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C-RAM

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Everything posted by C-RAM

  1. It's a shame they didn't have devices like this back in the day; can you imagine how it could have improved unadulterated recordings like this?
  2. That looks good enough to eat! I tend to critique the human factor on sunburst finishes, but that one is meticulously applied.
  3. Dual humbuckers in adjustable rings on a resonator? Those, plus the ABR-style bridge, block inlays and modern sealed tuners all point to an inexpensive Asian build. It's certainly not old.
  4. Yeah - I'm not a fan of covers in general; Mustaine must like the tune as much as I do!
  5. 'No More Mr. Nice Guy' is my favorite contemporary rock song of all time. Melody, harmonies, arrangement, execution, engineering and production, it is a masterpiece.
  6. C-RAM

    New Pickups

    They are different sizes, the Bill Lawrence-designed neck pickup (Gibson designates both this and the slanted humbucker as M-Series) of the Nighthawk being the smaller of the two. If you want to install a Firebird pickup, you'll have to plug/re-drill the pickup ring hole locations on your guitar top. The Firebird pickup itself is also too wide for the Nighthawk ring. I learned all of this wanting to renew neck pickup rings and covers, as I tend to wear the gold plating off my guitars. I love the M-series pickups. - Marc (owner of several Nighthawks and a '90 Firebird V)
  7. Sorry, can't I.D. the guitar, but what a great performance!
  8. What sounds 'just so-so' and doesn't floor you is probably the Holy Grail for someone else. There have been plenty of times I've heard someone rave about a guitar's tone or an amplified sound and I've thought to myself "I don't get it." I've quit trying to describe or qualify what sounds good and what doesn't, because each of us has our own perception of what that is - I believe good players can pick up just about anything and make interesting use of whatever sound they can get out of it. But back to your question - no, I personally don't believe there are any 'magician technicians' that can transform guitars; players do the transforming.
  9. Trying to imagine Keith with his nose buried in NME, getting the latest scoop on The Brothers Gibb - "Wot? Maurice has bought himself ANOTHER houndstooth jacket?? Whatever for??" edited: I guess Keith didn't read Tiger Beat.
  10. All kinds of wrong. Maybe 'Angus Beef and the Butchers'
  11. ... I *LIKE* that term - I'd probably just say 'contrived'.
  12. Eh - I'm waiting for them to come out with 'The Knob Maid'.
  13. Yeah, well, ALL of ours tend to get bigger as we get older...
  14. A worthy endeavor for someone most deserving.
  15. If I was in a position to do so, I'd pull the trigger on it... with my Colt Anaconda, aimed at Center of Mass.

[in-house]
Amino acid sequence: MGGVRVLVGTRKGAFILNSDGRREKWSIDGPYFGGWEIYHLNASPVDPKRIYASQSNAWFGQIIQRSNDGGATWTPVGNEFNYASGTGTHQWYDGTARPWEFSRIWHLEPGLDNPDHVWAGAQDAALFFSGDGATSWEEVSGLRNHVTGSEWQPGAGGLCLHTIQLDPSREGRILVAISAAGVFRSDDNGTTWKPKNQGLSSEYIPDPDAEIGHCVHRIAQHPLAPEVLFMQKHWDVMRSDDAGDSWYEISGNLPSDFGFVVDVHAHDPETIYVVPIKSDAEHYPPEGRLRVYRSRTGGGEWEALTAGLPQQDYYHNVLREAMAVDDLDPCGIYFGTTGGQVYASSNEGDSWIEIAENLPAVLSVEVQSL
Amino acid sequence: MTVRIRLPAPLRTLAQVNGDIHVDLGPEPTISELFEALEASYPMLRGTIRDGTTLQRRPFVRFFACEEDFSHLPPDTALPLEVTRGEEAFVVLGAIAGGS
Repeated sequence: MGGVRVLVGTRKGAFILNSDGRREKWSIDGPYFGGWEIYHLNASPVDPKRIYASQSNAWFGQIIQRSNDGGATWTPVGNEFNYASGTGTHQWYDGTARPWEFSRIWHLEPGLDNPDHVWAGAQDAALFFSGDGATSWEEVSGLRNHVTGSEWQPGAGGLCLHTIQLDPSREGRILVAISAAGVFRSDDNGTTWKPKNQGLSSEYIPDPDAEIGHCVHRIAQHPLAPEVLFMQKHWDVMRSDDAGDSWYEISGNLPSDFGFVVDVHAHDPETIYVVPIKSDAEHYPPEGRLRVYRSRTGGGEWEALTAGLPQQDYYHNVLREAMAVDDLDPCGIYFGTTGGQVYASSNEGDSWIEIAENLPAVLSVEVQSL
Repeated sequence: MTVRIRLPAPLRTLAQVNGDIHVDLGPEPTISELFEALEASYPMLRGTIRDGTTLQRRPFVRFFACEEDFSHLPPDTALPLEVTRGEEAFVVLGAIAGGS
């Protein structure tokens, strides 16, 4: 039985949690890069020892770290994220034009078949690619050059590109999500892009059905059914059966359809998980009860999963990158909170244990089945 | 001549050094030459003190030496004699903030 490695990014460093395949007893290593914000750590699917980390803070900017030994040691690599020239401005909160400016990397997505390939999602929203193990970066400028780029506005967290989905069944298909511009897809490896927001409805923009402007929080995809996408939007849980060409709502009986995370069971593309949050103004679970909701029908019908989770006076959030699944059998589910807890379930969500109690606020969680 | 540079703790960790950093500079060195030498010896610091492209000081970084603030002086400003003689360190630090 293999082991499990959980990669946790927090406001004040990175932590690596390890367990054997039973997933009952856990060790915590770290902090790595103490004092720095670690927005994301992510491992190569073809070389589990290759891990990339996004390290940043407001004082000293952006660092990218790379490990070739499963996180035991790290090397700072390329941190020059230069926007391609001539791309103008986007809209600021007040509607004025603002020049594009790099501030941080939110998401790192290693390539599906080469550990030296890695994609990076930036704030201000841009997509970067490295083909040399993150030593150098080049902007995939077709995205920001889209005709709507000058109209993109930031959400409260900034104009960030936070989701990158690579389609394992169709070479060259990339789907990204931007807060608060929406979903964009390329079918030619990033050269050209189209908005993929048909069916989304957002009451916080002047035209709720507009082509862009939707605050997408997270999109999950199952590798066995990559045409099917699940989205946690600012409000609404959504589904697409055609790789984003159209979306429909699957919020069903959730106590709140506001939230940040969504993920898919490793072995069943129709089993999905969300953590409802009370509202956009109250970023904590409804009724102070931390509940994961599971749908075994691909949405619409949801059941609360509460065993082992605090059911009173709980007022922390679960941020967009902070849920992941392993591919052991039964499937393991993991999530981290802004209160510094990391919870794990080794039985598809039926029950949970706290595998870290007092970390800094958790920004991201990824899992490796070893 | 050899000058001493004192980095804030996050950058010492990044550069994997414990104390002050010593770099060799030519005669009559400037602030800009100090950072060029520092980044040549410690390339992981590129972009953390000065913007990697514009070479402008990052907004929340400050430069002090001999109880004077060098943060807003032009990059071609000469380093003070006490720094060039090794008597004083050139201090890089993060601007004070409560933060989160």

16. Spotted this honey of a jr. clone on Reverb - only $850! :) Whattaya think? https://reverb.com/item/5285520-choice-parts-guitars-woody-lp-jr-style-custom-2016-black-w-wood-trim
  17. The one that hasn't been updated since sometime in 2016 and still lists Cliff Williams as bassist?
  18. The most I have EVER paid for a six-string guitar was $1900 years ago for a secondhand ES-335, and it pained me grievously at the time to part with that much... I don't know how people fork over the crazy prices I see for guitars and amps nowadays.
  19. Probably not as rough as Steve Morse - listen to what he has to say from 0:36 - 1:22, as it pertains to your dilemma... (can't embed vids anymore? I musta missed the memo...)
  20. Here is some copied & pasted info from a site describing the Moh's Scale of Hardness; based on this, it appears Silver would be a poor choice for fret material - The Moh’s Scale of Hardness ranks minerals, materials, metals and Gemstones on a scale of 1-10. 10 being the best and the most durable… Diamond is a 10. Gold and Silver on the other hand are only a 2.5 – 3 on the Moh’s Scale. They are fairly easy to work with (Jewelers love it) because they are so malleable. But, this also makes them bend, wear down and break easily. Not good! Especially since it’s holding in your Diamonds and Gems. This is why most Jewelry found on the market is mixed with other Alloys that help strengthen the Metal. 14k Gold is 14 parts Gold and 10 parts Alloy. 10k Gold is 10 parts Gold and 14 parts Alloy. Even Platinum isn’t exactly pure. It’s 99.5% pure… Base Metals and Alloys Base Metals are a mix of various Metals that are used for Alloys. They are usually made up of small percentages of Metals like Nickel, Silver, Copper and Zinc. Almost all Metals used in Jewelry are mixed with some Alloys to make them stronger and easier to work with. Some Metals, like White Gold, are then Rhodium Plated (Durable White Metal) that makes it even more durable and whiter at the same time. Take a look below and see the various metals like Platinum, Palladium, Titanium, Tungsten, Brass, Steel, Copper, Gold and Silver to see how they stack up to each other in terms of hardness. Keep in mind, this chart shows how strong the Metals are in their Pure State… Which means, when they are mixed with stronger Alloys, they will actually be much more durable. (Tungsten Carbide is already mixed) The Metals Scale of Hardness Lead – 1.5 Tin – 1.5 Zinc – 2.5 Gold – 2.5 – 3 Silver – 2.5 – 3 Aluminum – 2.5 – 3 Copper – 3 Brass – 3 Bronze – 3 Nickel – 4 Platinum – 4 – 4.5 Steel – 4 – 4.5 Iron – 4.5 Palladium – 4.75 Rhodium – 6 Titanium – 6 Hardened Steel – 7 – 8 Tungsten – 7.5 Tungsten Carbide – 8.5 – 9
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